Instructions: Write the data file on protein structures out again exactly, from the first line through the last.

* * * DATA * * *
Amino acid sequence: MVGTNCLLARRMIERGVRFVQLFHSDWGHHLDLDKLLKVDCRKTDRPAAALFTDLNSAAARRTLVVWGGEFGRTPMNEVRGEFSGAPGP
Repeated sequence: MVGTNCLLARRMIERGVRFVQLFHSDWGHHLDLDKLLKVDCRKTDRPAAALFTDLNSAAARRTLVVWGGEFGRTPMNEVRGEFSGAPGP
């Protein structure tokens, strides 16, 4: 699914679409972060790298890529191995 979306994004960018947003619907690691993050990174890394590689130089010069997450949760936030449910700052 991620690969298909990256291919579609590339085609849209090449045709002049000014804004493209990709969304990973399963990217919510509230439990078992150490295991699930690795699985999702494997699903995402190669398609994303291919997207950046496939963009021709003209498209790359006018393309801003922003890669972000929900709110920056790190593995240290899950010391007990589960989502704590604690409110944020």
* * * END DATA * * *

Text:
Amino acid sequence: MVGTNCLLARRMIERGVRFVQLFHSDWGHHLDLDKLLKVDCRKTDRPAAALFTDLNSAAARRTLVVWGGEFGRTPMNEVRGEFSGAPGP
Repeated sequence: MVGTNCLLARRMIERGVRFVQLFHSDWGHHLDLDKLLKVDCRKTDRPAAALFTDLNSAAARRTLVVWGGEFGRTPMNEVRGEFSGAPGP
């Protein structure tokens, strides 16, 4: 699914679409972060790298890529191995 979306994004960018947003619907690691993050990174890394590689130089010069997450949760936030449910700052 991620690969298909990256291919579609590339085609849209090449045709002049000014804004493209990709969304990973399963990217919510509230439990078992150490295991699930690795699985999702494997699903995402190669398609994303291919997207950046496939963009021709003209498209790359006018393309801003922003890669972000929900709110920056790190593995240290899950010391007990589960989502704590604690409110944020």